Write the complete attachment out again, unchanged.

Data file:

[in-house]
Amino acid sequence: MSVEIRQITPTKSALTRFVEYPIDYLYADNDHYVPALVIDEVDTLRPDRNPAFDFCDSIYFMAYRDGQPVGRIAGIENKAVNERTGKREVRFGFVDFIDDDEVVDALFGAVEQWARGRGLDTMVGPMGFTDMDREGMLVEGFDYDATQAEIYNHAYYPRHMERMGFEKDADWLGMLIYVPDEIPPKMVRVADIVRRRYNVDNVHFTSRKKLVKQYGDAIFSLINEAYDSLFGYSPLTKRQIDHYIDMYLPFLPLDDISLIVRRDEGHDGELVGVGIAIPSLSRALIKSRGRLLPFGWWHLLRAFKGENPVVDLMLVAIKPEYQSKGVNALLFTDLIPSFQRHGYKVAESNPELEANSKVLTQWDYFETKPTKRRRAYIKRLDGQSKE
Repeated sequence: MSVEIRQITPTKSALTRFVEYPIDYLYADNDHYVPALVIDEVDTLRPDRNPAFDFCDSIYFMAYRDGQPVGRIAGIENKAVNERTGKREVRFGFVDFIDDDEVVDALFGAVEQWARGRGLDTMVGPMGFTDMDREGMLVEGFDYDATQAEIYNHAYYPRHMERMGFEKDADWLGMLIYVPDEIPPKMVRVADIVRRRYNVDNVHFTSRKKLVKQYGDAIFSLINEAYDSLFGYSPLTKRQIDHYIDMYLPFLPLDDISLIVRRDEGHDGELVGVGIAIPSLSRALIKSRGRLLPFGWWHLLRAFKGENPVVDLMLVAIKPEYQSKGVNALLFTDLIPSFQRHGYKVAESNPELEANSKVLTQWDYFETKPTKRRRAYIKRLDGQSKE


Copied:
[in-house]
Amino acid sequence: MSVEIRQITPTKSALTRFVEYPIDYLYADNDHYVPALVIDEVDTLRPDRNPAFDFCDSIYFMAYRDGQPVGRIAGIENKAVNERTGKREVRFGFVDFIDDDEVVDALFGAVEQWARGRGLDTMVGPMGFTDMDREGMLVEGFDYDATQAEIYNHAYYPRHMERMGFEKDADWLGMLIYVPDEIPPKMVRVADIVRRRYNVDNVHFTSRKKLVKQYGDAIFSLINEAYDSLFGYSPLTKRQIDHYIDMYLPFLPLDDISLIVRRDEGHDGELVGVGIAIPSLSRALIKSRGRLLPFGWWHLLRAFKGENPVVDLMLVAIKPEYQSKGVNALLFTDLIPSFQRHGYKVAESNPELEANSKVLTQWDYFETKPTKRRRAYIKRLDGQSKE
Repeated sequence: MSVEIRQITPTKSALTRFVEYPIDYLYADNDHYVPALVIDEVDTLRPDRNPAFDFCDSIYFMAYRDGQPVGRIAGIENKAVNERTGKREVRFGFVDFIDDDEVVDALFGAVEQWARGRGLDTMVGPMGFTDMDREGMLVEGFDYDATQAEIYNHAYYPRHMERMGFEKDADWLGMLIYVPDEIPPKMVRVADIVRRRYNVDNVHFTSRKKLVKQYGDAIFSLINEAYDSLFGYSPLTKRQIDHYIDMYLPFLPLDDISLIVRRDEGHDGELVGVGIAIPSLSRALIKSRGRLLPFGWWHLLRAFKGENPVVDLMLVAIKPEYQSKGVNALLFTDLIPSFQRHGYKVAESNPELEANSKVLTQWDYFETKPTKRRRAYIKRLDGQSKE